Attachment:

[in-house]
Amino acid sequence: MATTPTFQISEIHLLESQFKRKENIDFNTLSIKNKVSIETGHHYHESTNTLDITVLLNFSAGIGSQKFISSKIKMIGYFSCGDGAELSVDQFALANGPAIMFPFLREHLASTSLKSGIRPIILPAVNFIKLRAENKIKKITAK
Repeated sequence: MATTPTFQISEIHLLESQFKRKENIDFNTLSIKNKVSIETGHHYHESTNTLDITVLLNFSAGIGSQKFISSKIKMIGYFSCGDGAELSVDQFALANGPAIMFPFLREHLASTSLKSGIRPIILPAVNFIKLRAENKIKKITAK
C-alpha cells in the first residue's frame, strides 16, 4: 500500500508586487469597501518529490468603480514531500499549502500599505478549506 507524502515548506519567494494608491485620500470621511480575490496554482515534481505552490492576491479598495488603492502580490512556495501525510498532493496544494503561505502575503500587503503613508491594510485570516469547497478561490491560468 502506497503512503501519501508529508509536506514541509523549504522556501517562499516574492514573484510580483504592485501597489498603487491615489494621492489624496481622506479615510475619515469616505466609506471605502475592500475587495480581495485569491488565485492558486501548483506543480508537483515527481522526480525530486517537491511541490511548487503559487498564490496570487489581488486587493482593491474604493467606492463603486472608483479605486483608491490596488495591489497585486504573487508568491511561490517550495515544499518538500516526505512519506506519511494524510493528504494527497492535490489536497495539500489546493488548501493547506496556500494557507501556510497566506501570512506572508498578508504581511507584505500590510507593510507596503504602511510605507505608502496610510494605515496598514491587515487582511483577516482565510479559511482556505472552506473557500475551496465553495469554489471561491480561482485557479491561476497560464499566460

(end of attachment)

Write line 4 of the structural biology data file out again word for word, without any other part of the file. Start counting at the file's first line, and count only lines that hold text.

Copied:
C-alpha cells in the first residue's frame, strides 16, 4: 500500500508586487469597501518529490468603480514531500499549502500599505478549506 507524502515548506519567494494608491485620500470621511480575490496554482515534481505552490492576491479598495488603492502580490512556495501525510498532493496544494503561505502575503500587503503613508491594510485570516469547497478561490491560468 502506497503512503501519501508529508509536506514541509523549504522556501517562499516574492514573484510580483504592485501597489498603487491615489494621492489624496481622506479615510475619515469616505466609506471605502475592500475587495480581495485569491488565485492558486501548483506543480508537483515527481522526480525530486517537491511541490511548487503559487498564490496570487489581488486587493482593491474604493467606492463603486472608483479605486483608491490596488495591489497585486504573487508568491511561490517550495515544499518538500516526505512519506506519511494524510493528504494527497492535490489536497495539500489546493488548501493547506496556500494557507501556510497566506501570512506572508498578508504581511507584505500590510507593510507596503504602511510605507505608502496610510494605515496598514491587515487582511483577516482565510479559511482556505472552506473557500475551496465553495469554489471561491480561482485557479491561476497560464499566460